Right Wing Attempts Confusion, Causes Understanding
"Israel in a Time of Terror." Better late than never. This documentary was filmed in 2002 and I have just now seen it. With the emotional climate in Israel being different now, the propaganda aspect of the film has lost some power, but the basic message is still there.
The movie was created by conservative radio show host Dennis Prager (friend of Ann Coulter and enemy of environmentalists everywhere) and of course, I knew nothing about his background or motivations before watching the film. Two things tipped me off to the propaganda nature of the film, though. First, the title. Israel in a Time of Terror? Could this be designed to elicit a certain response? Hmmm. Second, the first two and a half minutes of the film is footage of people being put in ambulances, blood-spattered sidewalks, and shattered windows. The next scene eased us into interviews at a hospital with victims of suicide bombers.
It was clear at this point what kind of picture Prager intended to paint of the situation in Israel at the time. He wanted to elicit sympathy for Israel and contempt for Arabs. But I stuck it out and watched the rest anyway, finding that his plan was not likely to incite contempt for anyone. The film was a series of questions asked to random Israelis on the street, with 3 or 4 answers included in the final product. Either he or his producers had the good sense to use an accurate sampling of citizen comments and the result was something I doubt Hezbollah or Hamas would want leaked into the Palestinian school system.
A few picks for your perusing pleasure:
Woman at hospital: My daughter was killed in a bombing attack when she was just going to have a coke with friends.
Prager: And now you're taking care of Palestinian children in the hospital?
I've always been taking care of Palestinian children in the hospital, and I imagine I will carry on taking care of Palestinian children in the hospital.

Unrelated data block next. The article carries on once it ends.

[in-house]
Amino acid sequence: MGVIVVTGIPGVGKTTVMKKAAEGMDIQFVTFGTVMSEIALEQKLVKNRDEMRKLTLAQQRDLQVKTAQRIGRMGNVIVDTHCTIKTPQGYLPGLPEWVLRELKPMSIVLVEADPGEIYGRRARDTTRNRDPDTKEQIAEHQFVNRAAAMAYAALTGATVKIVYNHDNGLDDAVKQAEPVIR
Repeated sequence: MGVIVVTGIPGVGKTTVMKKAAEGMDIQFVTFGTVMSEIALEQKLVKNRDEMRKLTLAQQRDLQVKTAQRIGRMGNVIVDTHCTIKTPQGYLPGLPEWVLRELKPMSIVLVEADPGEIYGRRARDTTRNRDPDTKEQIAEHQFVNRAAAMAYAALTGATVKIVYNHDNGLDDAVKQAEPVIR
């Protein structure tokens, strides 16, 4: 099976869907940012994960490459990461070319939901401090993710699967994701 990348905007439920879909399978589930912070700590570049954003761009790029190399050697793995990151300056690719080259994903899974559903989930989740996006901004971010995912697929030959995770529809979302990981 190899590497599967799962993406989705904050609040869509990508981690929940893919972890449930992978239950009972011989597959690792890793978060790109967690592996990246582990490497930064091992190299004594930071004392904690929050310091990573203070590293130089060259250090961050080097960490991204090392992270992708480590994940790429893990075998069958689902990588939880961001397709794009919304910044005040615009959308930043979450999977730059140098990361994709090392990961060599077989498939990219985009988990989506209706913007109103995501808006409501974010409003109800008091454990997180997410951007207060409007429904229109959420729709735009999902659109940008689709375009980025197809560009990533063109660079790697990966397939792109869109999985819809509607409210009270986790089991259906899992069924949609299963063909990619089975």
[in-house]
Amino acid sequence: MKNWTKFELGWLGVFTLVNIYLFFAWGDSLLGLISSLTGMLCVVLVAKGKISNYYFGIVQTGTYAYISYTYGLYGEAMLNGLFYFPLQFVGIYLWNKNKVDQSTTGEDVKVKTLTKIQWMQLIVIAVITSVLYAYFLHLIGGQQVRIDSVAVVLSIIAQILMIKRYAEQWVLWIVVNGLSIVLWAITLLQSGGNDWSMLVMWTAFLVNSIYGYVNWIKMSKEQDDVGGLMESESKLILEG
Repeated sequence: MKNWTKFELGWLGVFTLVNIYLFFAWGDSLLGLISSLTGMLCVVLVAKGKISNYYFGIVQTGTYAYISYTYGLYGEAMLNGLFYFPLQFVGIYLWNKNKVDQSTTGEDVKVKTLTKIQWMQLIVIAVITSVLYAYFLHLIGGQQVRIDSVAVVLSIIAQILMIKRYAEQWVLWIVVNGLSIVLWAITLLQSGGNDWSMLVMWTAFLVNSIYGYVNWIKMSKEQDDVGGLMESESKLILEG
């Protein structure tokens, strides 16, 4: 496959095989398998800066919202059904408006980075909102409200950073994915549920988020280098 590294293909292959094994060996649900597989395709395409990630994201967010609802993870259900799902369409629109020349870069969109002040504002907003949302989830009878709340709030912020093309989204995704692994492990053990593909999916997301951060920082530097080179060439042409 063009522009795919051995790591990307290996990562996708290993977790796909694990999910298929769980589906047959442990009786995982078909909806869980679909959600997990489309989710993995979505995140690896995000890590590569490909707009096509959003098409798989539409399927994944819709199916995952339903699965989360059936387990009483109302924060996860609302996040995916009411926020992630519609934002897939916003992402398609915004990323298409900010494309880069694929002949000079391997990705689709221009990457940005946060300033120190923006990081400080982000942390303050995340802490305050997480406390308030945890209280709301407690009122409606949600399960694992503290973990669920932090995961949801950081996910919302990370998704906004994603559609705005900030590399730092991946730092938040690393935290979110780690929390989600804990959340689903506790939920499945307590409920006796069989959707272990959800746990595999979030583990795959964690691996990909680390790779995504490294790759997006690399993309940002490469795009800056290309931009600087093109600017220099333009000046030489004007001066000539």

Prager: Do you hate Arabs?
Shop Owner: No, I don't hate anybody. I think they mistaking.
Cab Driver: I don't hate the Arabs. I can't understand, but I respect them. They are my neighbors. It doesn't matter to me to share with them in this nice city.
Prager: What is the strongest feeling you have toward the Arabs?
Prager: Are you optimistic or pessimistic?
Old Man: Listen, this bad time is going to change.
Prager: What would you like to say to America?
Soldier in hospital: I want to say that what you see on TV is a lie. We don't go after innocent people. We only go after those who murder us. If we really wanted to hurt people, we would drop some missiles on them and end the whole problem...but we don't. So please come and visit Israel. We hope to see you here.
Shop Owner: Come to visit us. Everybody's welcome...to join us.
As Lola likes to save the final note for dissent, I will say that the bulk of responses differing from the above were from American Jews living in Israel. It's no secret that our culture here breeds fear and alarm with ferocity, and that was reflected in the words of anyone wearing a yarmulke (there were no native Israelis wearing one in this film).